What To Do With The Results Of A Brainstorming Session

Picture this: You have just finished a brainstorming session and are left with a huge pile of post-it notes to work with. You know some of the ideas will never see the light of day. How do you go about finding, “the one”?

Brainstorming is commonly used in group settings to generate a large number of ideas about a topic through creative thinking. A major benefit of holding brainstorming sessions is that it allows stakeholders with conflicting views and interests to seat down together and identify possible solutions to a problem within a collaborative setting. This can help create buy-in when a solution is eventually identified.

To avoid derailing the session or allowing analysis paralysis to set in, evaluation of ideas is usually delayed until after the brainstorming session. The challenge often lies in determining how to incorporate the relevant ideas gathered during the session into actionable insights that will result in meeting the needs of the business.

Facilitating a brainstorming session is only the beginning. There's a lot of analysis and possibly, more brainstorming to be done to identify the best way forward. This article outlines four techniques that can be used to evaluate or analyse ideas after a brainstorming session is concluded and work your way through the huge pile of ideas.

1. Voting is particularly useful when:

  • The decision to be made is subjective or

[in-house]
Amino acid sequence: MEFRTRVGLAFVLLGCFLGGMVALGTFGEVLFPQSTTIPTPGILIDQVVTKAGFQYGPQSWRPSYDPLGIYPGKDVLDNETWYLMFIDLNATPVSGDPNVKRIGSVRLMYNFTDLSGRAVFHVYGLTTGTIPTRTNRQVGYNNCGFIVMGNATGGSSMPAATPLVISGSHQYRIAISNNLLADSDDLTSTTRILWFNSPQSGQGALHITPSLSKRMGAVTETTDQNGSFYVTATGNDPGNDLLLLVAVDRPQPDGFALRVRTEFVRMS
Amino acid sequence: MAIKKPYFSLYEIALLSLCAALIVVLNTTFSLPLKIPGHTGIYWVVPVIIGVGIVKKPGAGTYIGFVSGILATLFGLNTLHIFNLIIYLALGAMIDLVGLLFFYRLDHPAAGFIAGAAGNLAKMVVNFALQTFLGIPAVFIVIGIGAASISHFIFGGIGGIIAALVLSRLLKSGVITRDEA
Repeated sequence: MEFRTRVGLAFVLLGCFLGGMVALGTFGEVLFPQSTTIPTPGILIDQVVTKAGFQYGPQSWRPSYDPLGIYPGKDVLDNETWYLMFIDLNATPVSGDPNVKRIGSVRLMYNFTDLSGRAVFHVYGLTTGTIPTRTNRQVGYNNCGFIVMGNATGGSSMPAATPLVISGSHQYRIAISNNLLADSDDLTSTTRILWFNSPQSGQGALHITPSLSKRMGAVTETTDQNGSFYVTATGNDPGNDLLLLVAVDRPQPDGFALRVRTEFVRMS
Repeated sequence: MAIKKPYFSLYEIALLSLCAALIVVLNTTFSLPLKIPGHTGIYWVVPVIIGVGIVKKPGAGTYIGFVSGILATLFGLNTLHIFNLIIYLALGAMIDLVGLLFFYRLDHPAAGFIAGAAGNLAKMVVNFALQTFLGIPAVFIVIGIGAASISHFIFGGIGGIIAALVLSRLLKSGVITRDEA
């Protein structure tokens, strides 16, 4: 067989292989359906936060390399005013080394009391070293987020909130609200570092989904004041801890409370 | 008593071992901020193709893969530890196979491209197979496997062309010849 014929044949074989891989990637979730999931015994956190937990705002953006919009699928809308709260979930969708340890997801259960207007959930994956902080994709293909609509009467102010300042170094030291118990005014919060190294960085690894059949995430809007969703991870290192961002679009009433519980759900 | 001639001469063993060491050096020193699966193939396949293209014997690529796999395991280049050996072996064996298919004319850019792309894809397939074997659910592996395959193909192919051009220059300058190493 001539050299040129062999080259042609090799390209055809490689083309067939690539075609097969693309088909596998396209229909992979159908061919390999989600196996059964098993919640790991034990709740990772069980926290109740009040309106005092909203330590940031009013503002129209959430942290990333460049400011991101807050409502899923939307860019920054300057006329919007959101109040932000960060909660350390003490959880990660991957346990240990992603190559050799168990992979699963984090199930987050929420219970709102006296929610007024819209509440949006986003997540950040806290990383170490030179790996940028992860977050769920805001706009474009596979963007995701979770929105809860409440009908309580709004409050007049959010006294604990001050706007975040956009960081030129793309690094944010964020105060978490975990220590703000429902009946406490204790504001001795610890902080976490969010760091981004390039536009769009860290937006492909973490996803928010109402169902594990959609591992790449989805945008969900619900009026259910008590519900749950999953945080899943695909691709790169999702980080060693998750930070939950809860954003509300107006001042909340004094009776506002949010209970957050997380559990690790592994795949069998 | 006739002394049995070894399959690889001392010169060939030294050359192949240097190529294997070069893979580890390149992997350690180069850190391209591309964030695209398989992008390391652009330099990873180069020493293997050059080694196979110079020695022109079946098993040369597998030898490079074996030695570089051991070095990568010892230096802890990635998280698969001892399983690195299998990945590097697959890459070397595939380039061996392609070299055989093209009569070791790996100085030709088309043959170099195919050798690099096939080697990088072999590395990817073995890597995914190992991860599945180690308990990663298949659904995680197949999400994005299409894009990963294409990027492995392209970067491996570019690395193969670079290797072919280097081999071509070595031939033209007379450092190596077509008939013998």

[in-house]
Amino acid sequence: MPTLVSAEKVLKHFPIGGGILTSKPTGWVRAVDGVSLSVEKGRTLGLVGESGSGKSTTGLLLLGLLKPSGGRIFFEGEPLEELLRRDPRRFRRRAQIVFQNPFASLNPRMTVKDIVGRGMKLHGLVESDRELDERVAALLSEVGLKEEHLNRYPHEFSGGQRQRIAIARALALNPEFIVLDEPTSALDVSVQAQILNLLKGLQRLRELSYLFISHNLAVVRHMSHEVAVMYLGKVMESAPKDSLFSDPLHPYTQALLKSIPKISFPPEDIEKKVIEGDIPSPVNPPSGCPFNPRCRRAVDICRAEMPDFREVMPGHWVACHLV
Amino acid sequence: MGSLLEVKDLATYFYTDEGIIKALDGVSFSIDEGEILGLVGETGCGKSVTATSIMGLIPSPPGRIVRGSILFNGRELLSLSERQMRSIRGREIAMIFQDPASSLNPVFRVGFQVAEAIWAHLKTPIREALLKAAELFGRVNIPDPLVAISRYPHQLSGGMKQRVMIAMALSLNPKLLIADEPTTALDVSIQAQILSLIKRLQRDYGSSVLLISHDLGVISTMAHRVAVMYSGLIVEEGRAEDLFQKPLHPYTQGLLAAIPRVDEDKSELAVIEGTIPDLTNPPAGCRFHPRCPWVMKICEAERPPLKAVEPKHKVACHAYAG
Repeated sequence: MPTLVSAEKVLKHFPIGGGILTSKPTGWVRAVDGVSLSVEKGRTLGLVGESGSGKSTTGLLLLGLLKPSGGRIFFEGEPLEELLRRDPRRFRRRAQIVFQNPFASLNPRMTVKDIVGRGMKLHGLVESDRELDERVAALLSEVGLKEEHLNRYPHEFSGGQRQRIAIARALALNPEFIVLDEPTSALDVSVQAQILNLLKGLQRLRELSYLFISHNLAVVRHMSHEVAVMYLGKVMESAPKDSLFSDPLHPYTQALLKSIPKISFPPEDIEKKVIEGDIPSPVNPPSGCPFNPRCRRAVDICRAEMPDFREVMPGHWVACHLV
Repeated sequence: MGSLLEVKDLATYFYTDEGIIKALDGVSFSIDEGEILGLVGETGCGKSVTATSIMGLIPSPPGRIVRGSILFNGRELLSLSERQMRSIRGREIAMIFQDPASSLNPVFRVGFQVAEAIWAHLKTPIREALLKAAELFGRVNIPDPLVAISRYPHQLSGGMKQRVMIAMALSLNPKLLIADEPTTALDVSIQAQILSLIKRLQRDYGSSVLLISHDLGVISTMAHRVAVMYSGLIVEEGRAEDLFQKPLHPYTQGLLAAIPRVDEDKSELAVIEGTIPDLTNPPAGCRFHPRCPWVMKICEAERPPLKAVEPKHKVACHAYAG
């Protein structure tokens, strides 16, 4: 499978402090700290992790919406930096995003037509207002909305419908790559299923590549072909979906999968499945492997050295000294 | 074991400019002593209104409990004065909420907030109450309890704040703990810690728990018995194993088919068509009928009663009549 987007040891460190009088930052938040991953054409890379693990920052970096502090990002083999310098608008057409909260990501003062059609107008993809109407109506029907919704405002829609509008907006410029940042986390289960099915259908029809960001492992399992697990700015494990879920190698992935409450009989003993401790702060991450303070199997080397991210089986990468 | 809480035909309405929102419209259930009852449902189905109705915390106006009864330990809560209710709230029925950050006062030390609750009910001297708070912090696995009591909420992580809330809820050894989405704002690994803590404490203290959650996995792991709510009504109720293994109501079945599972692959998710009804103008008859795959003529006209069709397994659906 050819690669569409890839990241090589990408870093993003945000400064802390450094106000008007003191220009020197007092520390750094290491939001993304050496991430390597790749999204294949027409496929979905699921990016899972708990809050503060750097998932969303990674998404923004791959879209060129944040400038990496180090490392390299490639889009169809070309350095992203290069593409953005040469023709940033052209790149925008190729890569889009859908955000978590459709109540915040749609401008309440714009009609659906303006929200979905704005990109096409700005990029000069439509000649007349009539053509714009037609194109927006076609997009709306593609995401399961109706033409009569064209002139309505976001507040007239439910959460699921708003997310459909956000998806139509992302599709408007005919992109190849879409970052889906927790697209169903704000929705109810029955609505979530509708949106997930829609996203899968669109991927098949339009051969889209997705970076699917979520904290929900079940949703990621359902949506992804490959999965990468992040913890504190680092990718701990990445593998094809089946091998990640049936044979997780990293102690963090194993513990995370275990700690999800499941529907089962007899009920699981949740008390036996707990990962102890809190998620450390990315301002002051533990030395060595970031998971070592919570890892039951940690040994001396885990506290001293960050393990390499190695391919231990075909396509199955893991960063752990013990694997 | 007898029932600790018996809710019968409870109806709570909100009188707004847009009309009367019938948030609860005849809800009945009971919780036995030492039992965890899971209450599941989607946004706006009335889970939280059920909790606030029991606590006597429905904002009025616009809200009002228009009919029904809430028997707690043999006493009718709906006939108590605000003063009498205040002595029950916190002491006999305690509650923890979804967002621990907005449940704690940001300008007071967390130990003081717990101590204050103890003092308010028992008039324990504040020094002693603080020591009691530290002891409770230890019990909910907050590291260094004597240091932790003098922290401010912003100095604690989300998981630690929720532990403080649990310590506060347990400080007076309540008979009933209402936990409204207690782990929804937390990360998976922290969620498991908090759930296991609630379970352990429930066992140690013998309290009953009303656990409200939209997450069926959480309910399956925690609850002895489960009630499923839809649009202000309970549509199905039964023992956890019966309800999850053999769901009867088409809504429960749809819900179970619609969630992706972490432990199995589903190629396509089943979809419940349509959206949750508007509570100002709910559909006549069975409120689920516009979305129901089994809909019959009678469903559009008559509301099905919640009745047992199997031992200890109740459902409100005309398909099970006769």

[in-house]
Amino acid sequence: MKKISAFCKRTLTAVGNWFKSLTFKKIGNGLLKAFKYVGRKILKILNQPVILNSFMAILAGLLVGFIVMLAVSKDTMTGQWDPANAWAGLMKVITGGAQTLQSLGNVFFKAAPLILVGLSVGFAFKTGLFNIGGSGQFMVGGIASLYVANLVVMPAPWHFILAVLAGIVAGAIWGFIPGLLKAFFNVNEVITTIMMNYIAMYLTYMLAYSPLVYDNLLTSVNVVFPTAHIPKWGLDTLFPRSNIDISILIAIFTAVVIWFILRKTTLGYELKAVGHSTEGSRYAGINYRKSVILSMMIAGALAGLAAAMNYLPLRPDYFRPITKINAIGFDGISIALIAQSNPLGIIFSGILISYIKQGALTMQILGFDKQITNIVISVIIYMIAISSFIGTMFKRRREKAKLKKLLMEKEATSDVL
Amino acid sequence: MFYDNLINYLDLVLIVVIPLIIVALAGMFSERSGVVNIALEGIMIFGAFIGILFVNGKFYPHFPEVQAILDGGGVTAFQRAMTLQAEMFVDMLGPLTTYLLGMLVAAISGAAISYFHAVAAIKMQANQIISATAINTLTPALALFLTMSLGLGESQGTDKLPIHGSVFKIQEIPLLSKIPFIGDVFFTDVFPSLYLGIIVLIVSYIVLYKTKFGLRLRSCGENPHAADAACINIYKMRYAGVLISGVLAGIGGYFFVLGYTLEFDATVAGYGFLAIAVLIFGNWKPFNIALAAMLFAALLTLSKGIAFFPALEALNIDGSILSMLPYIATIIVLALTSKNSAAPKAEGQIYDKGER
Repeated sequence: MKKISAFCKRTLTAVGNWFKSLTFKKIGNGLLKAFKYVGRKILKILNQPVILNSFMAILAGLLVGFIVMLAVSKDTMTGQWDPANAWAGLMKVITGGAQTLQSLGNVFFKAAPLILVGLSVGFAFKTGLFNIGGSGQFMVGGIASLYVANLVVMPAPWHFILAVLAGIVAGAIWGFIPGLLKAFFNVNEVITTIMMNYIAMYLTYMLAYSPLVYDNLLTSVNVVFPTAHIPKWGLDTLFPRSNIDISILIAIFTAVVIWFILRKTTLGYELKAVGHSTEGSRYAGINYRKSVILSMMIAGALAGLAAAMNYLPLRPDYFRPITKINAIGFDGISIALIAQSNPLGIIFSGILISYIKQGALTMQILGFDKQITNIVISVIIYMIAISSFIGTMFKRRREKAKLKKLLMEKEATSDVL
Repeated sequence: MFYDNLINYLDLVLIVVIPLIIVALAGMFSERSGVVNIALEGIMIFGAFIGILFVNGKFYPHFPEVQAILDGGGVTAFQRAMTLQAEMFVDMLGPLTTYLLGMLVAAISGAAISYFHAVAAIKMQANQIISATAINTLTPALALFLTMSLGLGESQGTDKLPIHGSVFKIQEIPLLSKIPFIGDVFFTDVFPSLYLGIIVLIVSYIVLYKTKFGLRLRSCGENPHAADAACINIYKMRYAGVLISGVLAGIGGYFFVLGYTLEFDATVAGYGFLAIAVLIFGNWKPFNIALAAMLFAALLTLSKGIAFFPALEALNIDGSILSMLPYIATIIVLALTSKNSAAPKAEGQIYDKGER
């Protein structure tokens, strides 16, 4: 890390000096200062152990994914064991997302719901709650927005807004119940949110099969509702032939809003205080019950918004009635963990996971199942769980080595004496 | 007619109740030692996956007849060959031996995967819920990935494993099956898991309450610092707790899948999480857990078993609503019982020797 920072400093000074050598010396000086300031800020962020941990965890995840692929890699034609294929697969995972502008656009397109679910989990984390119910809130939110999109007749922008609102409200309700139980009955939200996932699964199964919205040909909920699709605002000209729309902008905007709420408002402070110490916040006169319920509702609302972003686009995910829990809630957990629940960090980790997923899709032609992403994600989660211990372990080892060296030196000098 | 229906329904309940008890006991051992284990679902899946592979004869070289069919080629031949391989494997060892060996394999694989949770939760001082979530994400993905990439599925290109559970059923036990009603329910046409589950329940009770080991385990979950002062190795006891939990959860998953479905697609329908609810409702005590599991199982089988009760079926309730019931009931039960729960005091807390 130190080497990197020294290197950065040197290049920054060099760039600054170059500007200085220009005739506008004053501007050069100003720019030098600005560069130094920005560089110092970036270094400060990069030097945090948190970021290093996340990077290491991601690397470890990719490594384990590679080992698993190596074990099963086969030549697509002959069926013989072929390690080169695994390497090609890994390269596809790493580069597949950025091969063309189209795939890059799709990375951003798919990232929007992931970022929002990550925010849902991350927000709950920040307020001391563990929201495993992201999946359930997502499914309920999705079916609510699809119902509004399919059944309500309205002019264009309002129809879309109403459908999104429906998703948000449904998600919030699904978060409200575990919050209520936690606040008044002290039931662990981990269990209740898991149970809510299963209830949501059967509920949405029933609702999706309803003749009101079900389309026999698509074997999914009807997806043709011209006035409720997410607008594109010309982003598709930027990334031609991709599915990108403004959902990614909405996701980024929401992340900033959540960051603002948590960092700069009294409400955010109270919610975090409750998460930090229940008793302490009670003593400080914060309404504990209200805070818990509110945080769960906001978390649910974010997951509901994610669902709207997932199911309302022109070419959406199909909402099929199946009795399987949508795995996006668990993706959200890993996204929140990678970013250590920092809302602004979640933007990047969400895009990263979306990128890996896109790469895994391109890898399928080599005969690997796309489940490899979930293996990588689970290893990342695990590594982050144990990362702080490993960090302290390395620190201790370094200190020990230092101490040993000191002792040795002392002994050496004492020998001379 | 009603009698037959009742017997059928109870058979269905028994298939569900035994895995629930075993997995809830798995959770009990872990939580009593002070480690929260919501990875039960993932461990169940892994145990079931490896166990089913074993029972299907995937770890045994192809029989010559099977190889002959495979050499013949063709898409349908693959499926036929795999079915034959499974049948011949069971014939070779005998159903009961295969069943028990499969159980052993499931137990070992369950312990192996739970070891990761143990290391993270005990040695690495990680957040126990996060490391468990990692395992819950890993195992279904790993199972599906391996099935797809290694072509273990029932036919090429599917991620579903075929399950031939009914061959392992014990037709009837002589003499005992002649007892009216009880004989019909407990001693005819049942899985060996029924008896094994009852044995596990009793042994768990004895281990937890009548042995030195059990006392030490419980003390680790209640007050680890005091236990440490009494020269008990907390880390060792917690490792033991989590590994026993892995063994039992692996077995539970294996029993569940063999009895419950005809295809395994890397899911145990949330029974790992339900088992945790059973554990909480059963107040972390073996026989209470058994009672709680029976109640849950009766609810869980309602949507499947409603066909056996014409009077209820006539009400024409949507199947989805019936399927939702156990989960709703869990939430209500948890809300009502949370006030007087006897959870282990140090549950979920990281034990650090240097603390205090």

• Many members of the team have power over the outcome but cannot seem to arrive at a consensus.

Voting can be applied to ranking or prioritizing the ideas gathered during the brainstorming session after discussing their pros and cons. It should be conducted as a separate activity with key stakeholders after the main brainstorming session is over.

Reduce your list to the most relevant ideas by voting. Take a look at all the ideas and let each stakeholder vote on which ones have a direct impact or relevance to the issue — eliminate the ones that are irrelevant. 

2. Affinity Diagrams are extremely useful in grouping similar items together as a theme. Ideas that are similar or belong to the same category can be grouped together for easier decision-making and analysis. 

An affinity diagram can provide useful insights into the categories you need to explore for further analysis and complements the other techniques.

3. Decision Matrices help in understanding the implication of each idea and deciding which to go with. Take each idea and discuss its merits, demerits, implications & probable outcomes and then assign a score to each to help you determine which alternative is best. With this technique, you can compare a combination of options at a go. See Weighted Scoring Model: A Technique for Comparing Software Tools.

4. Six Thinking Hats help in examining the different perspectives to an idea. Assessing an idea from multiple perspectives increases understanding and provides a well-rounded assessment. See The Six Thinking Hats Technique.

Where requirements are involved, the MoSCoW Technique can also be used for prioritizing requirements. These are by no means the only techniques that can be used to analyse the results of a brainstorming session. Other techniques like SWOT Analysis, 5 Whys and cause & effect diagrams can also be employed to analyse the results of the brainstorming session and help the team come to a decision on the best course of action.

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